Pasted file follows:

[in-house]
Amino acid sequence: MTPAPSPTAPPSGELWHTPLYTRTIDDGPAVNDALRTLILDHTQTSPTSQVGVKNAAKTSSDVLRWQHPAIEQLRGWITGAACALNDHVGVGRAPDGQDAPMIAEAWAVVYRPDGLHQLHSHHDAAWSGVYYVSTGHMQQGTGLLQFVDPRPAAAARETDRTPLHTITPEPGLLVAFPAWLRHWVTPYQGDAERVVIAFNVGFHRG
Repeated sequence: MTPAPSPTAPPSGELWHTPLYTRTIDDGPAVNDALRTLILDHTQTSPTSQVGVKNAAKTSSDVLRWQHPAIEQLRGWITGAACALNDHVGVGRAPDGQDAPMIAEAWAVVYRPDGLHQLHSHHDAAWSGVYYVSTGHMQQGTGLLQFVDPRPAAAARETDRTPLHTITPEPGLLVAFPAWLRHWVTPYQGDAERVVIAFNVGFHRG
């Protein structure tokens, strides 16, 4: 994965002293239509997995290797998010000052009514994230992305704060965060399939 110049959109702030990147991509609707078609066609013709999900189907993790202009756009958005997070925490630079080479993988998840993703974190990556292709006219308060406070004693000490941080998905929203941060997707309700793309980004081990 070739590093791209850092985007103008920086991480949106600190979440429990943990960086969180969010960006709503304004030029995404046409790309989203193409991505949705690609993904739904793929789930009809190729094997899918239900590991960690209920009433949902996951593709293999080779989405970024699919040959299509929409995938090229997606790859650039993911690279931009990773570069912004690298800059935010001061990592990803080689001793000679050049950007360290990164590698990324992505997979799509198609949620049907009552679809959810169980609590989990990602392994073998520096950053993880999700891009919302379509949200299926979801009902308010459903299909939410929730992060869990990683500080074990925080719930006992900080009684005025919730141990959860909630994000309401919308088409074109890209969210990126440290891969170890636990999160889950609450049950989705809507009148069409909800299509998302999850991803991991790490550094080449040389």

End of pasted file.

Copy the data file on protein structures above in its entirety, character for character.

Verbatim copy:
[in-house]
Amino acid sequence: MTPAPSPTAPPSGELWHTPLYTRTIDDGPAVNDALRTLILDHTQTSPTSQVGVKNAAKTSSDVLRWQHPAIEQLRGWITGAACALNDHVGVGRAPDGQDAPMIAEAWAVVYRPDGLHQLHSHHDAAWSGVYYVSTGHMQQGTGLLQFVDPRPAAAARETDRTPLHTITPEPGLLVAFPAWLRHWVTPYQGDAERVVIAFNVGFHRG
Repeated sequence: MTPAPSPTAPPSGELWHTPLYTRTIDDGPAVNDALRTLILDHTQTSPTSQVGVKNAAKTSSDVLRWQHPAIEQLRGWITGAACALNDHVGVGRAPDGQDAPMIAEAWAVVYRPDGLHQLHSHHDAAWSGVYYVSTGHMQQGTGLLQFVDPRPAAAARETDRTPLHTITPEPGLLVAFPAWLRHWVTPYQGDAERVVIAFNVGFHRG
């Protein structure tokens, strides 16, 4: 994965002293239509997995290797998010000052009514994230992305704060965060399939 110049959109702030990147991509609707078609066609013709999900189907993790202009756009958005997070925490630079080479993988998840993703974190990556292709006219308060406070004693000490941080998905929203941060997707309700793309980004081990 070739590093791209850092985007103008920086991480949106600190979440429990943990960086969180969010960006709503304004030029995404046409790309989203193409991505949705690609993904739904793929789930009809190729094997899918239900590991960690209920009433949902996951593709293999080779989405970024699919040959299509929409995938090229997606790859650039993911690279931009990773570069912004690298800059935010001061990592990803080689001793000679050049950007360290990164590698990324992505997979799509198609949620049907009552679809959810169980609590989990990602392994073998520096950053993880999700891009919302379509949200299926979801009902308010459903299909939410929730992060869990990683500080074990925080719930006992900080009684005025919730141990959860909630994000309401919308088409074109890209969210990126440290891969170890636990999160889950609450049950989705809507009148069409909800299509998302999850991803991991790490550094080449040389």